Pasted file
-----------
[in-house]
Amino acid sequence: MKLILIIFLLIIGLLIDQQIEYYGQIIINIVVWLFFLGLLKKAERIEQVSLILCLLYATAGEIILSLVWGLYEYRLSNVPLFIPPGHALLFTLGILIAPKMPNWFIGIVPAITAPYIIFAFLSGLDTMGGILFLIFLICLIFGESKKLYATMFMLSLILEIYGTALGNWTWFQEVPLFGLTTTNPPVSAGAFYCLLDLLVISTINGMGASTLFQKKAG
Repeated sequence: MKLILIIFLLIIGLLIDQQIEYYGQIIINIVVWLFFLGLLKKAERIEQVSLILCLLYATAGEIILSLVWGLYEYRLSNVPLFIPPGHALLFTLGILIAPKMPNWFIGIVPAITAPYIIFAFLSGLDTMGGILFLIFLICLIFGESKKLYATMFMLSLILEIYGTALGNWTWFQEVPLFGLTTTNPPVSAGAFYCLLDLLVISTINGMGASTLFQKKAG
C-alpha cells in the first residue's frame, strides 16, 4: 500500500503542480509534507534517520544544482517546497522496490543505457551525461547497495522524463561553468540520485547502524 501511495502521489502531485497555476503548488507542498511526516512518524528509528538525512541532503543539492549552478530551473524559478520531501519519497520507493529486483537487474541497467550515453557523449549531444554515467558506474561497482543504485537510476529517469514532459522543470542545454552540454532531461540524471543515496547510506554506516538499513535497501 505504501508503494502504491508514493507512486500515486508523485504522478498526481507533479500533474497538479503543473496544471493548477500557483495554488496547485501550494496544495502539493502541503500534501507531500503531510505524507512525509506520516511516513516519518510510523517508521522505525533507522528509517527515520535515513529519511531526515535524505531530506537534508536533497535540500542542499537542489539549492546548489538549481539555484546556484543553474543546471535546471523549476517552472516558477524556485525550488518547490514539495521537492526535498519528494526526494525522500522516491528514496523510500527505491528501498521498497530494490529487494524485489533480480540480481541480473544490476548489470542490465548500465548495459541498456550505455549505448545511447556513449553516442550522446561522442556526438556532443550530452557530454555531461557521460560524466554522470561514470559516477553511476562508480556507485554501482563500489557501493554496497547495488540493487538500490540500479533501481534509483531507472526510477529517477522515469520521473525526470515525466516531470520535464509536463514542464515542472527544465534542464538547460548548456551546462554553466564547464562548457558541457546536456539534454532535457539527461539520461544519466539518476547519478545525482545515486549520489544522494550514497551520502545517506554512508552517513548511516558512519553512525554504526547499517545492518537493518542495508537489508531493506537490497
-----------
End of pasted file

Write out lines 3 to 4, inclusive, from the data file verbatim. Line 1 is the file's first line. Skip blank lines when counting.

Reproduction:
Repeated sequence: MKLILIIFLLIIGLLIDQQIEYYGQIIINIVVWLFFLGLLKKAERIEQVSLILCLLYATAGEIILSLVWGLYEYRLSNVPLFIPPGHALLFTLGILIAPKMPNWFIGIVPAITAPYIIFAFLSGLDTMGGILFLIFLICLIFGESKKLYATMFMLSLILEIYGTALGNWTWFQEVPLFGLTTTNPPVSAGAFYCLLDLLVISTINGMGASTLFQKKAG
C-alpha cells in the first residue's frame, strides 16, 4: 500500500503542480509534507534517520544544482517546497522496490543505457551525461547497495522524463561553468540520485547502524 501511495502521489502531485497555476503548488507542498511526516512518524528509528538525512541532503543539492549552478530551473524559478520531501519519497520507493529486483537487474541497467550515453557523449549531444554515467558506474561497482543504485537510476529517469514532459522543470542545454552540454532531461540524471543515496547510506554506516538499513535497501 505504501508503494502504491508514493507512486500515486508523485504522478498526481507533479500533474497538479503543473496544471493548477500557483495554488496547485501550494496544495502539493502541503500534501507531500503531510505524507512525509506520516511516513516519518510510523517508521522505525533507522528509517527515520535515513529519511531526515535524505531530506537534508536533497535540500542542499537542489539549492546548489538549481539555484546556484543553474543546471535546471523549476517552472516558477524556485525550488518547490514539495521537492526535498519528494526526494525522500522516491528514496523510500527505491528501498521498497530494490529487494524485489533480480540480481541480473544490476548489470542490465548500465548495459541498456550505455549505448545511447556513449553516442550522446561522442556526438556532443550530452557530454555531461557521460560524466554522470561514470559516477553511476562508480556507485554501482563500489557501493554496497547495488540493487538500490540500479533501481534509483531507472526510477529517477522515469520521473525526470515525466516531470520535464509536463514542464515542472527544465534542464538547460548548456551546462554553466564547464562548457558541457546536456539534454532535457539527461539520461544519466539518476547519478545525482545515486549520489544522494550514497551520502545517506554512508552517513548511516558512519553512525554504526547499517545492518537493518542495508537489508531493506537490497